Wild Garlic Pesto
Creamy pesto with wild garlic
- Servings4 Portions
- Cook Time15 min
As soon as I get the opportunity to get wild garlic (also known as known as wild cowleek, ramsons, buckrams, broad-leaved garlic, wood garlic, bear leek or bears garlic) I will rush to the forest and the backpack will be filled with as much as it is possible to carry. I really love ramsons and pesto is just one of the things I do with them - I usually freeze some and pick out for some soups and the like, but pesto is a must. Remember that ramsons must not be picked in nature reserves! Ramsons can also be mistaken for e.g. lily of the valley which is poisonous so do not pick in nature unless you know for sure the difference.
Ramsoms are fairly rare and are protected in parts of Sweden, but it is not endangered. It is one of Swedens first spring primaries and in southern Skåne they can appear as early as February, but it is more common to start seeing them in March and April. You can recognize ramsons on their shiny green leaves, open snow-white flowers and the strong scent of onions. In the places where I have picked them, you feel a very strong onion scent (garlic) that spreads throughout the area where they often grow in large beautiful fields, especially when the leaves begin to wither. Ramsoms bloom in May-June with pure white flowers. It is commonly used in cooking such as. Germany where it is used as a herb but in recent years the ramsons have regained their popularity in more places where it is found in nature. I have been picking ramsoms until July, but the early spreading leaves are the most delicious. Unlike other onion plants, it is the leaves you use and not the onion itself.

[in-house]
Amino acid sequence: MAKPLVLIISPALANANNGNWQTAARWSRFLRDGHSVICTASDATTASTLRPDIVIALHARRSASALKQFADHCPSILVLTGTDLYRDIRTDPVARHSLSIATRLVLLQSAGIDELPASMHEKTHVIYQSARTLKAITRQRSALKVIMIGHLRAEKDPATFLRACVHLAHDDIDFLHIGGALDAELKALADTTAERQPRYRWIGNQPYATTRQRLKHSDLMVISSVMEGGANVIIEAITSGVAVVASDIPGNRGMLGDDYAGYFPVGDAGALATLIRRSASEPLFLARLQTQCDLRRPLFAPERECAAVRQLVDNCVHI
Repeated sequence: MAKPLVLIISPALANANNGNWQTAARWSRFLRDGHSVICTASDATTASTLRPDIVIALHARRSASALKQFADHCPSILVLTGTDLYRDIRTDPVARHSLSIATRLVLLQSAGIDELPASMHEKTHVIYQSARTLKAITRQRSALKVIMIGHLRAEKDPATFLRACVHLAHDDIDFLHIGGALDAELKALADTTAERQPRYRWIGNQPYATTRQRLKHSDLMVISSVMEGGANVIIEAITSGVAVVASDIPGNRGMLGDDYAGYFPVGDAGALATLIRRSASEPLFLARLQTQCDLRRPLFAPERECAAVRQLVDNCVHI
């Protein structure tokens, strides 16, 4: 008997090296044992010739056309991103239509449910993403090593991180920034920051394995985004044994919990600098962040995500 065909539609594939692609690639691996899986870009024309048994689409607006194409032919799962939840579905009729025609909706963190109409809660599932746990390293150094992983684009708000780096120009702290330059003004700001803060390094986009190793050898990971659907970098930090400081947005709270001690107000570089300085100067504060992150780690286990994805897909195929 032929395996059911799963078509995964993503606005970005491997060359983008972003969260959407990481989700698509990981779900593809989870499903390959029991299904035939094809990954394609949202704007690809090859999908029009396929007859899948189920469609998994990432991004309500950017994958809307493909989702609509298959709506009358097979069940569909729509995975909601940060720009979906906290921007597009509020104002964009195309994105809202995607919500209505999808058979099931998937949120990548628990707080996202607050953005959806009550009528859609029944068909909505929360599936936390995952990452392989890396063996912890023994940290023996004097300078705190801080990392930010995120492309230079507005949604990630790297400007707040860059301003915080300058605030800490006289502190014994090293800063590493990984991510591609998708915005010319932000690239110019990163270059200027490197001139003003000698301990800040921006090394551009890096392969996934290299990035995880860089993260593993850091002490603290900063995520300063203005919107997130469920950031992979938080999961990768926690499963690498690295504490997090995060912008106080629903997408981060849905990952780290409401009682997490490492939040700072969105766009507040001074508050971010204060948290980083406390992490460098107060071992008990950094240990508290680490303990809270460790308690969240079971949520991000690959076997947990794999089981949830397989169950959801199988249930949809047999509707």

There have been some studies on ramsons and they have concluded that it is considered a natural antibiotic. A water-based extract of ramsons has a strong antibacterial effect. Areas of use are, for example, cure colds, counteract blood clots and prevent atherosclerosis.
In this recipe I use Grana Padano, but a well-aged cheese also works. I have also replaced the more classic pesto ingredient pine nuts with cashews because I think it tastes similar but is significantly cheaper. Pine nuts are insanely good and should be enjoyed roasted for themselves or whole as a topping on e.g. salads.
The measurements are as usual in grams, but 50 grams is almost 50 leaves, so make sure you have a good load with you home from the forest. It makes it easier to have a smaller mixer for this - too large a mixer can have problems mixing everything evenly. Should you not have enough wild garlic in relation to the other ingredients, use a handful of basil to fill.
|Energy||1261.95 kcal||315.49 kcal||537 kcal|
|Carbohydrates||18 g||4.5 g||7.66 g|
|Fat||127.04 g||31.76 g||54.06 g|
|Protein||18.14 g||4.54 g||7.72 g|
|Sugar||1.18 g||0.29 g||0.50 g|
|Salt||5.45 g||1.36 g||2.32 g|
* The nutritional information provided is approximate and is calculated using the ingredients available in the database. Info will vary based on cooking methods and brands of ingredients used.
- Clean and chop the wild garlic.
- Add all the ingredients to a small blender. Mix until the pesto is smooth.
- Add salt and possibly pepper to taste.
- Enjoy pesto as a pasta sauce or use as a seasoning for chicken, salmon or grilled vegetables.
- It is also excellent for spreading on bread such as focaccia.